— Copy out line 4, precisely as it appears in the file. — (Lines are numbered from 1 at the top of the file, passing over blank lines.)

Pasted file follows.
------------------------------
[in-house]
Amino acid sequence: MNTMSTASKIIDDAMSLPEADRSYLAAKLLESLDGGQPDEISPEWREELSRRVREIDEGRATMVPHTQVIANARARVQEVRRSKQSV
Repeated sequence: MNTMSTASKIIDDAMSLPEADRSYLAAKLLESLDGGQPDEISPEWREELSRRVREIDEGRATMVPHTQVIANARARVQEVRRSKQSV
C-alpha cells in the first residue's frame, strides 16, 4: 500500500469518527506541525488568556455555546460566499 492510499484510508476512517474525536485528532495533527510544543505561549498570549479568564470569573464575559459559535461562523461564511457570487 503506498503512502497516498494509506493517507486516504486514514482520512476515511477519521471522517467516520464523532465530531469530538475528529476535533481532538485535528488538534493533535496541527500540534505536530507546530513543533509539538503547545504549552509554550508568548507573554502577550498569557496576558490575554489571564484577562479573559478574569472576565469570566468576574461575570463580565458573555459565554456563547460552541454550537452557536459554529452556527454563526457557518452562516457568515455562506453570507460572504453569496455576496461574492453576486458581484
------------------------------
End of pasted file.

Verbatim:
C-alpha cells in the first residue's frame, strides 16, 4: 500500500469518527506541525488568556455555546460566499 492510499484510508476512517474525536485528532495533527510544543505561549498570549479568564470569573464575559459559535461562523461564511457570487 503506498503512502497516498494509506493517507486516504486514514482520512476515511477519521471522517467516520464523532465530531469530538475528529476535533481532538485535528488538534493533535496541527500540534505536530507546530513543533509539538503547545504549552509554550508568548507573554502577550498569557496576558490575554489571564484577562479573559478574569472576565469570566468576574461575570463580565458573555459565554456563547460552541454550537452557536459554529452556527454563526457557518452562516457568515455562506453570507460572504453569496455576496461574492453576486458581484